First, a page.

Work in Progress

Informing Contexts: Gazing at photographs

February 27, 2017  •  Leave a Comment

It’s difficult to categorise a form of gaze or ‘scopic drive’. As my project is of an astronomical and landscape nature. My practice is steered towards the impact on climate and light pollution. It is not considered as sexual or has any sexual context or people within. I try to look at the world in a different light (frame) and I visualise how it will look after each exposure is collated into a time-lapse. Therefore, my approach is more of a voyeuristic and documentary gaze. After researching this concept more, I would argue it is more of an apparatus theory.
David Bate explains “The perceptual identification of the viewer with the optics of the camera position offers a form of visual pleasure in itself, this pleasure is not directly determined by sexual differences or any position within it…Projected into a photograph (or the sequence of photographs in the narrative of a film), we can lose and sense of our own space; feeling the fear or desire of characters in the scenes though we are one of them or a disembodied camera eye among them. In this way, pleasure in looking can seek and find satisfaction in looking at the most realistic documentary photographs or the most abstract or imaginary scenes. To thus engage with and have a sense of gratification from these experiences may be at a level of fantasy that is even in conflict with what it is that is being shown and looked at-as indeed an unconscious pleasure or fantasy” David Bate – The Key Concepts 2nd edition page 221.  

When I’m dealing with longer exposures I can’t wait to see how the image will be like, so maybe that’s more of an apparatus theorem or a ‘non-sexual’ narcissistic personality with my own practice. Are we not all self-aware, judgmental of our own images and have an excessive interest in our own practice?
I visualise that my finial piece will hopefully give viewers a pleasurable experience but after reflecting they may feel guilt. Guilt that we, have contributed to climate change.
For example Marry Alper’s ‘Dirty windows 1994’ has had an impact on me. Whether this is staged or not? It leaves me with a feeling of guilt; as though I should not be looking, you are intruding and a sense of loneliness. This has given me an idea or two to try and capture the Milky Way passing in between two mountains/hills (a window), with a lone tree. Thus my intention is to give pleasure whilst the Milky Way is passing. Once passed an emotion of guilt and loneliness for the tree, as it stands alone or to show the light pollution taking away that view.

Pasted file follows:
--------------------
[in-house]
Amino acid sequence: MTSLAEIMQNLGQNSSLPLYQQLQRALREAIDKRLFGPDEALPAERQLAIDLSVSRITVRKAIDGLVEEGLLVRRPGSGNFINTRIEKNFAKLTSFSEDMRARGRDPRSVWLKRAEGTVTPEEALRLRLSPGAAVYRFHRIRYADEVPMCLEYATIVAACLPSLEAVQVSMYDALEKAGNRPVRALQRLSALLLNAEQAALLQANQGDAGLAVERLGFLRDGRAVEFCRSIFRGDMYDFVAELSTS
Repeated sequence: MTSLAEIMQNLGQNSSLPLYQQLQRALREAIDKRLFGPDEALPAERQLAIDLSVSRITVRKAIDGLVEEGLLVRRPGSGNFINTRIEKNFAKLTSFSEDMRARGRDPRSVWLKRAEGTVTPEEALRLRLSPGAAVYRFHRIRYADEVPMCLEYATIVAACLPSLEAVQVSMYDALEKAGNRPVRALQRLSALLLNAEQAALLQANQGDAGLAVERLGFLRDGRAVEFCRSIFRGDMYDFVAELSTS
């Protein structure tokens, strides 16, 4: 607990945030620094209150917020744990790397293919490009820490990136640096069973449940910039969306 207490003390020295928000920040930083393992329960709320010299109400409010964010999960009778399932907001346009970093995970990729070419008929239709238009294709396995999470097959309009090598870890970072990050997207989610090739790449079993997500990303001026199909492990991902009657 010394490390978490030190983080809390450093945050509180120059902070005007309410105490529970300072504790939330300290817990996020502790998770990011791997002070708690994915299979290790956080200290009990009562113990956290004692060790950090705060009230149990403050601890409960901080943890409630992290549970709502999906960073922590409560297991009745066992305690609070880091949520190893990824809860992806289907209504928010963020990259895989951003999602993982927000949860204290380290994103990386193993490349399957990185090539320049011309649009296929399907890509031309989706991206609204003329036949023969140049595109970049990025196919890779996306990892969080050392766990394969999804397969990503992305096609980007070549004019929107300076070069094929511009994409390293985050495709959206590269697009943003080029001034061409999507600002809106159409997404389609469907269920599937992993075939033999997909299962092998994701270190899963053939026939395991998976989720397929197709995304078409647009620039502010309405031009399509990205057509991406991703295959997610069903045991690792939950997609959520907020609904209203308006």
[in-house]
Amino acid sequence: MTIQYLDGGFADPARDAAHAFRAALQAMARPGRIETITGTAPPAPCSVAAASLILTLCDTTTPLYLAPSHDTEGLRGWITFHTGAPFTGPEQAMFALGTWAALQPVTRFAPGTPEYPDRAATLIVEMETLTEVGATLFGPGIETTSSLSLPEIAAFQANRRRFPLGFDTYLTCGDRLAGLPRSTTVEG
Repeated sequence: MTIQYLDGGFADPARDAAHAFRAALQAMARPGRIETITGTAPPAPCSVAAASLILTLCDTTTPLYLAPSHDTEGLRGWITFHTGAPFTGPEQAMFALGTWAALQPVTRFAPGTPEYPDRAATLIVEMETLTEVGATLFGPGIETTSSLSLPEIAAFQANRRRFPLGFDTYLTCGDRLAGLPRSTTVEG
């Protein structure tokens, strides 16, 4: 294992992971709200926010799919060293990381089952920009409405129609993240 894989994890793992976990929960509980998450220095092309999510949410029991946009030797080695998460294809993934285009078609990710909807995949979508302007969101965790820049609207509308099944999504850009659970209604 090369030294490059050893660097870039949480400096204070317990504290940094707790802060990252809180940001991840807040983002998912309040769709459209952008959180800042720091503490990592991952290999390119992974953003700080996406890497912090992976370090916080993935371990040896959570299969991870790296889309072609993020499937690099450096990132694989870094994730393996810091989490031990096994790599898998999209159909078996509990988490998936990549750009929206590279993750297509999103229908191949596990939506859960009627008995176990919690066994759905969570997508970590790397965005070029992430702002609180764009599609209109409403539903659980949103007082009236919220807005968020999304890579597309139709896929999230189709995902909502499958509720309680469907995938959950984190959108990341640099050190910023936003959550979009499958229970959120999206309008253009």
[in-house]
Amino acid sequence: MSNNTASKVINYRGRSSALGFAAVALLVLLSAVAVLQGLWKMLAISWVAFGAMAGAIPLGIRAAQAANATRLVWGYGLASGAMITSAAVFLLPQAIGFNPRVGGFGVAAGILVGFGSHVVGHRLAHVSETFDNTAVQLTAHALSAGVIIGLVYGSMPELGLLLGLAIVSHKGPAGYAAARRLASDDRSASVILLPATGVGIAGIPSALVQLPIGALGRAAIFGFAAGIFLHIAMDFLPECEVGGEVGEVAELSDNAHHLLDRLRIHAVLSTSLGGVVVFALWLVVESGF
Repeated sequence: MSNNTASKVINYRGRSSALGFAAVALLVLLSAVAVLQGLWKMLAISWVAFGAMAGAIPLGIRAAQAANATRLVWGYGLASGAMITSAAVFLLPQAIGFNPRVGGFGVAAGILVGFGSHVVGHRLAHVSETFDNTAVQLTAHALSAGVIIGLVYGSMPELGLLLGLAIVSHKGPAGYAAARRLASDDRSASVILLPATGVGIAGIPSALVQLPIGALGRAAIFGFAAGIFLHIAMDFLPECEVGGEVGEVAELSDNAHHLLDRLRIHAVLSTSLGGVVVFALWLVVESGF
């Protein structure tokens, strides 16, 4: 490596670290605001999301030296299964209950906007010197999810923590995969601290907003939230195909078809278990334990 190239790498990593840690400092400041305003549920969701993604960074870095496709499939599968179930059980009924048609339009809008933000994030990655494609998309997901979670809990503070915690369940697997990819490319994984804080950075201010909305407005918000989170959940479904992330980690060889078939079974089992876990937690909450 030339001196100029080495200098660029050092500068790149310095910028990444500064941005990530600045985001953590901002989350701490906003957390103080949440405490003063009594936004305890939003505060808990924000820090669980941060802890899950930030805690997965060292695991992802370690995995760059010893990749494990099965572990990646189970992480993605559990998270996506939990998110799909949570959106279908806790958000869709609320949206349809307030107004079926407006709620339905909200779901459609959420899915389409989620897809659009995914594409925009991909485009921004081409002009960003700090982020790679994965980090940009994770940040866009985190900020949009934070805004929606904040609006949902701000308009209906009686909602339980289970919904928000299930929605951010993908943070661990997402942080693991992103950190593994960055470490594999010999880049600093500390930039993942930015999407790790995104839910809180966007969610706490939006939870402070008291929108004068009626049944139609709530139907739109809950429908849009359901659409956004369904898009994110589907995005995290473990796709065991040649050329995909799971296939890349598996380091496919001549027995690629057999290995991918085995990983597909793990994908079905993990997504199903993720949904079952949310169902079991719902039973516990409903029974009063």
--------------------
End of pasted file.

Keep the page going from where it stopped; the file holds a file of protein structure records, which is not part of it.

Another impact on me this week is the interpretations of Ansel Adams. Showcasing his imagery of unspoilt natures of America and his vision of what we could lose. This has yet again put another spin on my practice. This is precisely what I am trying to show from start to finish. But what we have already lost, and what else we could lose. The difficult part is not to anthropomorphise landscapes or astronomy. I am not trying to anthropomorphise Earth, God or the universe, only to enlighten what is happening. To quote John Taylor: Anthropomorphising the land: “Though women have been and remain identified with nature, in the mythical text nature remains an enclosed space that men enter for leisure, pleasure and to test themselves and their authority. Nature is what men are not. In other words, the mythic experience of nature is not primarily addressed to women but establishes and reinforces a patriarchal version of masculinity”

Astronomy, the Universe and 'God' have a close relationship. The moment God is anthropomorphised, God generally embodies a male or female figure. In both instances, ‘Mother Nature’ (feminine); or ‘God’- Christ, (masculine). In both examples the opposite sex is instantly diminished to an inferior. Therefore I will endeavour to exclude any Antropomorphisng from my project to try and include all types of gazes, views and opinions.  


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